Figure 5 and Figure 6 showed the quantitative chromatographic analysis of goats’ milk from six sampling locations. The results indicated concentrations of essential amino acids in the sample during the wet and dry seasons. The samples showed high concentration of glutamic acid, aspartic acid, leucine, lysine, isoleucine and glycine (13.38, 8.71, 9.04, 6.99 and 5.41 g/100g protein) in the wet season and the values of essential amino acids; histdine, isoceucine, leucine, lysine, methionine, threonine, valine and phenylalanine were 2.79, 3.73, 7.54, 6.32, 1.37, 3.43, 4.15 and 4.91 g/100 g protein respectively in dry season. In comparison with FAO/WHO standard values, it was discovered that the samples equal or exceeding the standard values in the concentration of essential amino acids; lysine, histidine, threonine, valine, leucine and phenylalanine while methionine and isoleucine are lower than the standard values in the sample. These concentrations of amino acids in the samples showed that the goat milk can support the nutrition of both neonate and adult in human and animals.

The Pearson correlation (r) analysis between mineral elements, heavy metals and essential amino acids in goat milk samples was performed using MATLAB student version IV software in wet and dry season indicated strong positive correlation between calcium and magnesium in the sample of r = 0.993 and coefficient of determination r2 = 0.986 at significant value of P≥0.05, this revealed that as the concentration of calcium increases the concentration of magnesium also increases, this could be attributed to the sources of the element as it comes from the diet and water for the animals. The correlation analysis between mineral elements and heavy metals indicated strong and moderate positive correlation at significant level of P≥0.05. the overall result indicated that the bioavailability of mineral elements reduces the level of heavy metals concentration in the milk samples. Mineral - binding phosphopeptides or caseinophosphopeptides (CPPs) function as carriers for different minerals by forming soluble organophosphate salts, especially Ca2+ [49].

For instance the formation of zinc complex from zinc ion and an amino acid molecule which is prepared by the following reaction:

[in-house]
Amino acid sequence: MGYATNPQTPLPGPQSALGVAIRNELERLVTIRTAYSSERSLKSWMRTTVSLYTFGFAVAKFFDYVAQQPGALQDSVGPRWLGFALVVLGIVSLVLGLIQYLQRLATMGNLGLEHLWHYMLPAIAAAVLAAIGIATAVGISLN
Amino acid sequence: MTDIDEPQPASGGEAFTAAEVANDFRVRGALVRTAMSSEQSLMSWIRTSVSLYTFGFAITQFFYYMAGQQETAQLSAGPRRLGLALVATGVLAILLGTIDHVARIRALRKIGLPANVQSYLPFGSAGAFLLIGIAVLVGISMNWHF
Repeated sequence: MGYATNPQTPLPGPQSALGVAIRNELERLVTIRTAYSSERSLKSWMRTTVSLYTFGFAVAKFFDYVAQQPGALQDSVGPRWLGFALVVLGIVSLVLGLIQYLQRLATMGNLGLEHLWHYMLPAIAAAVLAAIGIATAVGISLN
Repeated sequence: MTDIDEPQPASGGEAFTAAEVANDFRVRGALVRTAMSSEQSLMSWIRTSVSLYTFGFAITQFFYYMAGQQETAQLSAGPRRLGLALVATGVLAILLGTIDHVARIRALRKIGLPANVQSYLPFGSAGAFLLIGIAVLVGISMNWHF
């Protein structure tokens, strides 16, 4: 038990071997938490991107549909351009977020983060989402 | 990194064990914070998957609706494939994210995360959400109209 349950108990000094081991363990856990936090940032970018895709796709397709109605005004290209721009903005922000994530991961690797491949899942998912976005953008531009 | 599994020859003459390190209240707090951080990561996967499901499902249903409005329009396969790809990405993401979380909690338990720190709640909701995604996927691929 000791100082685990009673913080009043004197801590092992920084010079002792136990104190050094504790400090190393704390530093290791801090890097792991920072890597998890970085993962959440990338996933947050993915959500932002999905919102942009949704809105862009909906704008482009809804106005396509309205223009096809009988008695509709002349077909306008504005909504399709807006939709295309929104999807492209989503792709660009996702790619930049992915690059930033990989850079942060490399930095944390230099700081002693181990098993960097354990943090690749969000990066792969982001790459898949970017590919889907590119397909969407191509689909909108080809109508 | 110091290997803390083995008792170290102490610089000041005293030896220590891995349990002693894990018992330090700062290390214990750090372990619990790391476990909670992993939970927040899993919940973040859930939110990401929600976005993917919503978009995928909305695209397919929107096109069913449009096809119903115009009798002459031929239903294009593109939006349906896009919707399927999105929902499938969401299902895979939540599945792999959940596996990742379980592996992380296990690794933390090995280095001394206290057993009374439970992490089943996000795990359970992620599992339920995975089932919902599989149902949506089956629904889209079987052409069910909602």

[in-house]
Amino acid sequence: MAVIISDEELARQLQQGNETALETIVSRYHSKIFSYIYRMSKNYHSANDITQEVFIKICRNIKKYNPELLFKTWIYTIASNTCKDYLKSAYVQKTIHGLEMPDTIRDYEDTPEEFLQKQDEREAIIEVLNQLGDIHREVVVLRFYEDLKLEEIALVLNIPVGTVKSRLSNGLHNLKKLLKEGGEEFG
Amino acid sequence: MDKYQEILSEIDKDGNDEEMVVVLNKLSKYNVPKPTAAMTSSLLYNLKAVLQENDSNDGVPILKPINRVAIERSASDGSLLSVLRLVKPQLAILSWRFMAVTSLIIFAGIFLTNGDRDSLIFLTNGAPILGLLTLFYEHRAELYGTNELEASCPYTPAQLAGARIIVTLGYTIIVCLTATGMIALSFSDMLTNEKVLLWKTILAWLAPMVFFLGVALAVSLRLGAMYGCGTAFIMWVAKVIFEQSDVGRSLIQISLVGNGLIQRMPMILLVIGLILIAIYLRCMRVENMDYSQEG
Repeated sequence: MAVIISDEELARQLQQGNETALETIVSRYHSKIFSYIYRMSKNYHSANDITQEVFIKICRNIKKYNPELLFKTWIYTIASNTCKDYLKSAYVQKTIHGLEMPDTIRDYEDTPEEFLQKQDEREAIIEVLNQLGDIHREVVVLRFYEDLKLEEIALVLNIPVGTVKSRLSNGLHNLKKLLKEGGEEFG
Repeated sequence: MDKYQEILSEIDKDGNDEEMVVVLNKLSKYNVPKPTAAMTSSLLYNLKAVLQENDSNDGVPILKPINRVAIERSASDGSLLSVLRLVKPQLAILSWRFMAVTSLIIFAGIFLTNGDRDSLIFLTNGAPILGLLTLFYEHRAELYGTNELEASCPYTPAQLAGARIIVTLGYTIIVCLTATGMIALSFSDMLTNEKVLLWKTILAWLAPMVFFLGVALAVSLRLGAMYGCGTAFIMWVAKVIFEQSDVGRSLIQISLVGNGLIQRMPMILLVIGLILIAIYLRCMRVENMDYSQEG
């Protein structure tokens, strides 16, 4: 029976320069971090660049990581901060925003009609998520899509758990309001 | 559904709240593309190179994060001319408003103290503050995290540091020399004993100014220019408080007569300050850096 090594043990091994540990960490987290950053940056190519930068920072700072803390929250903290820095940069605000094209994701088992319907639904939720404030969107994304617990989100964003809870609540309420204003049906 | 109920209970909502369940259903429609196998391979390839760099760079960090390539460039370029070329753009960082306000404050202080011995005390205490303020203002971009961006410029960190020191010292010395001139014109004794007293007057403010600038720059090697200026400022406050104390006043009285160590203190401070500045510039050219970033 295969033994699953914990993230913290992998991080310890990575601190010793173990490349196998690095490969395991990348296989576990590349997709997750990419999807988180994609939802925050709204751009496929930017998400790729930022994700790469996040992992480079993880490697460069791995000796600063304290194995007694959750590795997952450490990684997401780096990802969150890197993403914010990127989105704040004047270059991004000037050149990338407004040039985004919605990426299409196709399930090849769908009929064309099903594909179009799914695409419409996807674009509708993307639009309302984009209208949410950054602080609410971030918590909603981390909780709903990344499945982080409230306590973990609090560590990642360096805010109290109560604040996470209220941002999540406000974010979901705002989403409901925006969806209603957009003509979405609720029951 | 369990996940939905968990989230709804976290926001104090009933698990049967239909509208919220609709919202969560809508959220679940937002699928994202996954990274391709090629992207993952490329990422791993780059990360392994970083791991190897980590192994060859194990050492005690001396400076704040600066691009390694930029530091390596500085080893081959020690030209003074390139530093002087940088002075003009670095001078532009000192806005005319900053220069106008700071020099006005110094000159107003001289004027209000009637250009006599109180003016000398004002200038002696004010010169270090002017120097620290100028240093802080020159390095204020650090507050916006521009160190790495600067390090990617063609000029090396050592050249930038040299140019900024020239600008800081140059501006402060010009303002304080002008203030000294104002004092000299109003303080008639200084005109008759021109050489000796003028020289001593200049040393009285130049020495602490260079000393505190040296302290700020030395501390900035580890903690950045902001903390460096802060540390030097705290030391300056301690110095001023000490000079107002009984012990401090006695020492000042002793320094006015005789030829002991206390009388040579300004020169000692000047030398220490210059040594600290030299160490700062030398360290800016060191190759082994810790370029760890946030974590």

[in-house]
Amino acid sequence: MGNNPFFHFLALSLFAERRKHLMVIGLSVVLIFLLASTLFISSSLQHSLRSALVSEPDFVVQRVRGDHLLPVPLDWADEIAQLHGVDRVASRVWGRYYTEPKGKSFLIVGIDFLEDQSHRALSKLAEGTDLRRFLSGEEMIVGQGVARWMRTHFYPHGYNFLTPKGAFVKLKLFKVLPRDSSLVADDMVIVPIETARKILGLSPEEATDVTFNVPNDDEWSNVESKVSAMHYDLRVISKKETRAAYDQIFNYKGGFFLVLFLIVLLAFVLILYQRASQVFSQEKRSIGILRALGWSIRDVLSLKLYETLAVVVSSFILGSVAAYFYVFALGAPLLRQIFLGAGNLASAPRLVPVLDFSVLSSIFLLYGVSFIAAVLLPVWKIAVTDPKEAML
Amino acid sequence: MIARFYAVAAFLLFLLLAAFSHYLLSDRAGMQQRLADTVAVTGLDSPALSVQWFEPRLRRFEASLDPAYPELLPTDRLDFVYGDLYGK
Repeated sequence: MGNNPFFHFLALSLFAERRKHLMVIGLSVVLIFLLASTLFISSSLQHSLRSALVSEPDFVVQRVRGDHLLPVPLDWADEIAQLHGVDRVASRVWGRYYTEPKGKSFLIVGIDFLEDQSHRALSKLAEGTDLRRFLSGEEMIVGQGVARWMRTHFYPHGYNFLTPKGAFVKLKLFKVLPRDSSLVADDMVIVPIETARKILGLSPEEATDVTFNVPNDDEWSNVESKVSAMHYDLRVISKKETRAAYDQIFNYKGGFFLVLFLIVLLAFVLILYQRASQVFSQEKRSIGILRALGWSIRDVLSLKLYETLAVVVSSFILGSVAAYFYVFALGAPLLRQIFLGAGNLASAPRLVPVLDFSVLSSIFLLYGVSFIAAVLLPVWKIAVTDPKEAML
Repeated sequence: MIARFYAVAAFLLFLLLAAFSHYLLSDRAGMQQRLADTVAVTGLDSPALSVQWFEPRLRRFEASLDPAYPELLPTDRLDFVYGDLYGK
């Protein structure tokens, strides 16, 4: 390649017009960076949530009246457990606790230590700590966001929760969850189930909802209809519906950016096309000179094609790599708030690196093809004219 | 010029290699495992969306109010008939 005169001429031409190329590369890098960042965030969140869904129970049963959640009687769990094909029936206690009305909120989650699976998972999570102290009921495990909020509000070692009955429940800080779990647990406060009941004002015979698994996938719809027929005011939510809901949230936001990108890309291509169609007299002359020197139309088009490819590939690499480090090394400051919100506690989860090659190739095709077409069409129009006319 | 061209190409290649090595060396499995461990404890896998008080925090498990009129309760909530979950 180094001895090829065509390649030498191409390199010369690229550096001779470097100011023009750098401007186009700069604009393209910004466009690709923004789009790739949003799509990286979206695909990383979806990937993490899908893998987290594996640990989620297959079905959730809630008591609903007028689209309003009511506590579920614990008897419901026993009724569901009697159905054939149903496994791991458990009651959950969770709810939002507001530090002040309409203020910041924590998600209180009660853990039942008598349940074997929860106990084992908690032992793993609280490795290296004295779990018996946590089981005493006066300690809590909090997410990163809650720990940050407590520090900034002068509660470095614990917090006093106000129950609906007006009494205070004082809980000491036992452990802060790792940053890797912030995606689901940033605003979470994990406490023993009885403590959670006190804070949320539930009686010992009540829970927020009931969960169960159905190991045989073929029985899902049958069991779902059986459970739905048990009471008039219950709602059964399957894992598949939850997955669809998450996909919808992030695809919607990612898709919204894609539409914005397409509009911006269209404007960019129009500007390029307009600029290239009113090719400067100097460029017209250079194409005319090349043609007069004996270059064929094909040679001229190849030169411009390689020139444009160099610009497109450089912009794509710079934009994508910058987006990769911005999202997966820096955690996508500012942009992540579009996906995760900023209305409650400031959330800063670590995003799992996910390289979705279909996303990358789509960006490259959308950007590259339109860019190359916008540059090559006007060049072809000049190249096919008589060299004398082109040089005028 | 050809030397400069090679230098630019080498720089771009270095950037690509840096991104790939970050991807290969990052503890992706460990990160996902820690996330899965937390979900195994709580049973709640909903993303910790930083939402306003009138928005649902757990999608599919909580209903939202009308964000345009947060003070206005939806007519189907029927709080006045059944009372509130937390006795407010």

Other heavy metals: Pb, Cd, Ni and Cr had low correlation with the essential amino acids. The coordination sphere of the inert chromium (III) was partly or completely saturated by coordinating amino acids when Cr (Met)-(NO3)3.2H2O, Cr (Met)2(NO3)3.2H2O, Cr (AA)2 (NO3)3. 2H2O (AA = Val, Leu, Thr, Phe and Tyr), or Cr (AA)3 complexes were synthesized. Cadmium (+2) readily complexes to anionic groups, especially sulfhydryl groups, in proteins and other molecules.

Figure 7 and Figure 8 showed the mean percentage of chemical compositions of goats milk samples in wet and dry season respectively. The values of fat and other compositions obtained in this research were similar to those values reported by ([50-55][50]) for the red sokoto goats and higher than those reported by ([4,56-60]). In comparison with the values of West African Dwarf (WAD) breed and Sahel goats, the Sokoto red goats milk samples in this study have high fat content in their milk than the WAD goat, while the values obtained in this study are comparable to the values obtained for Sahel goat in the previous studies.

Figure 9. Gas chromatographic mass spectrometry analysis of pesticides in goat milk during wet season
Figure 10. Gas chromatography – mass spectrometry analysis of pesticides in goat milk during dry season
3.1. Results of Persistent Organic Pollutants (POPs) Analysis by Gas Chromatography–Mass Spectrometry (GC/MS)

The results of gas chromatography – mass spectrometry (GC/MS) analysis of persistent organochlorine pesticides (POP) in the sample for wet and dry seasons revealed that none of the target pesticides (α-HCH, β-HCH, γ-HCH, δ-HCH, aldrin, dieldrin, endosulfan, p,p-DDE, o,p-DDT, p,p-DDD and p,p-DDT) was found in the samples. It shows that the pesticides in the milk samples were below the detection limit (BDL). These indicated that there was limited usage of the pesticides either for regulation compliance or economics reasons because most of these pesticides are very expensive (Figure 9 and Figure 10).

4. Conclusion

It has been concluded that goat milk from different locations of Kano state contains the concentrations of mineral elements (Ca and Mg) in sufficient amount to support nutrition in wet and dry seasons. The concentrations of essential metals (Zn, Cu and Cr) were not at toxicological alarming level (TAL) while the level of toxic metals (Pb and Cd) are below tolerable level for food, drugs and beverages. The nickel levels were high in wet season and below the threshold toxic level in dry season. This generally indicated that the milk is nutritionally rich in mineral elements and essential metals. The samples were also considered safe from the toxic metals contaminations. The amino acids content of the milk showed high value of essential amino acids (EAA) in the sample. The Pearson correlation coefficient (r) analysis between the metals and amino acids indicated strong and positive correlation between mineral elements and amino acids while moderate and low correlation was observed between the heavy metals and essential amino acids, this indicated that there is metal-amino acids binding property existing between them by forming useful metal-amino acids complexes that is metallothionein (MT) for human and animals metabolism. The moderate and low correlation between heavy metals and EAA may be as a result of the bioavailability of the calcium and magnesium in the milk which may reduces the level of the heavy metals in the samples. The correlation coefficients (r) are determined at significant value of P≥0.05. The gas-chromatography and mass spectrometry analysis (GC/MS) of organochlorine pesticides (OCPs) indicated that the pesticides were below the detection limit (BDL) in both seasons. This indicated that the milk is safe and free from pesticides contamination this could be attributed to the regulatory bodies restriction compliance or due to the economy as most of these pesticides are very expensive.